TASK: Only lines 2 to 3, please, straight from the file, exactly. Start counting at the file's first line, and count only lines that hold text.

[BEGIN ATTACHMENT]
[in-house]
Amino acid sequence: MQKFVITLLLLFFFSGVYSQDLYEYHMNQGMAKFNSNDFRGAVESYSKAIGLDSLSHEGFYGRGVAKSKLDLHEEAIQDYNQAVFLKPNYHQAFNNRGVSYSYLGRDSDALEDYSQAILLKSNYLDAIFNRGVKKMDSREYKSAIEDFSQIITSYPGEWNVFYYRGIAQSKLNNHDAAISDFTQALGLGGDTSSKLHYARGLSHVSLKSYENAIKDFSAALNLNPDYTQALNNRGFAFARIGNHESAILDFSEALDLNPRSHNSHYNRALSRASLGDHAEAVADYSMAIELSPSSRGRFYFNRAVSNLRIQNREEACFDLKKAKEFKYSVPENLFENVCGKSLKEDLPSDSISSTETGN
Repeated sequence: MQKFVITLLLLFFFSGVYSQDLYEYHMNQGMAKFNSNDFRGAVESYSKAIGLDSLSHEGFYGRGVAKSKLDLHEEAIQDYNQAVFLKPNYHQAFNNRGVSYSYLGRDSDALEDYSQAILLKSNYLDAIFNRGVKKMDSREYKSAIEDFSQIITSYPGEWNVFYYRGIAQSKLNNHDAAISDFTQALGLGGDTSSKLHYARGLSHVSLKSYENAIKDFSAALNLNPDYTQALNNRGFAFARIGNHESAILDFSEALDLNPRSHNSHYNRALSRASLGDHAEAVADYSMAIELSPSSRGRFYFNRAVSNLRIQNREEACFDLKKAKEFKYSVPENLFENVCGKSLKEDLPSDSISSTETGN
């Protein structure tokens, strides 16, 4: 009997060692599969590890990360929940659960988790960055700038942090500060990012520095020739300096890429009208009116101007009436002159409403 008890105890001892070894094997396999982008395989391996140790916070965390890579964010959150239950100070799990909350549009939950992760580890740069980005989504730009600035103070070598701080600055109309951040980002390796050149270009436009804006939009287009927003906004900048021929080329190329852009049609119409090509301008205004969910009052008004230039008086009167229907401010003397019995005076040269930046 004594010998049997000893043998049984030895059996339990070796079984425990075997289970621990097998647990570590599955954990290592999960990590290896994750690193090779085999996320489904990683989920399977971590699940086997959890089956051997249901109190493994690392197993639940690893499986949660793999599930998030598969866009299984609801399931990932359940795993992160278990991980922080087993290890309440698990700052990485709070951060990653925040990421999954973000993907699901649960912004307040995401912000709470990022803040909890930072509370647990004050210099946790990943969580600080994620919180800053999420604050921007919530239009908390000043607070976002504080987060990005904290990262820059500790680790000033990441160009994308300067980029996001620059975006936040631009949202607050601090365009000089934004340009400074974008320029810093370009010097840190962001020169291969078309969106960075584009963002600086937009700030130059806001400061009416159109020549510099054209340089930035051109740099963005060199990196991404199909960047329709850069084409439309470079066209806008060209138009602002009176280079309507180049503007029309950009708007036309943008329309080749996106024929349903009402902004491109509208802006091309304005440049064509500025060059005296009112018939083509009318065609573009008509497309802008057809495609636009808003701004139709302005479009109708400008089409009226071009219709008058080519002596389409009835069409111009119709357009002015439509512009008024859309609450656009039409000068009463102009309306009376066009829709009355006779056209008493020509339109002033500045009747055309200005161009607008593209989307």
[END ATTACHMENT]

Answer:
Amino acid sequence: MQKFVITLLLLFFFSGVYSQDLYEYHMNQGMAKFNSNDFRGAVESYSKAIGLDSLSHEGFYGRGVAKSKLDLHEEAIQDYNQAVFLKPNYHQAFNNRGVSYSYLGRDSDALEDYSQAILLKSNYLDAIFNRGVKKMDSREYKSAIEDFSQIITSYPGEWNVFYYRGIAQSKLNNHDAAISDFTQALGLGGDTSSKLHYARGLSHVSLKSYENAIKDFSAALNLNPDYTQALNNRGFAFARIGNHESAILDFSEALDLNPRSHNSHYNRALSRASLGDHAEAVADYSMAIELSPSSRGRFYFNRAVSNLRIQNREEACFDLKKAKEFKYSVPENLFENVCGKSLKEDLPSDSISSTETGN
Repeated sequence: MQKFVITLLLLFFFSGVYSQDLYEYHMNQGMAKFNSNDFRGAVESYSKAIGLDSLSHEGFYGRGVAKSKLDLHEEAIQDYNQAVFLKPNYHQAFNNRGVSYSYLGRDSDALEDYSQAILLKSNYLDAIFNRGVKKMDSREYKSAIEDFSQIITSYPGEWNVFYYRGIAQSKLNNHDAAISDFTQALGLGGDTSSKLHYARGLSHVSLKSYENAIKDFSAALNLNPDYTQALNNRGFAFARIGNHESAILDFSEALDLNPRSHNSHYNRALSRASLGDHAEAVADYSMAIELSPSSRGRFYFNRAVSNLRIQNREEACFDLKKAKEFKYSVPENLFENVCGKSLKEDLPSDSISSTETGN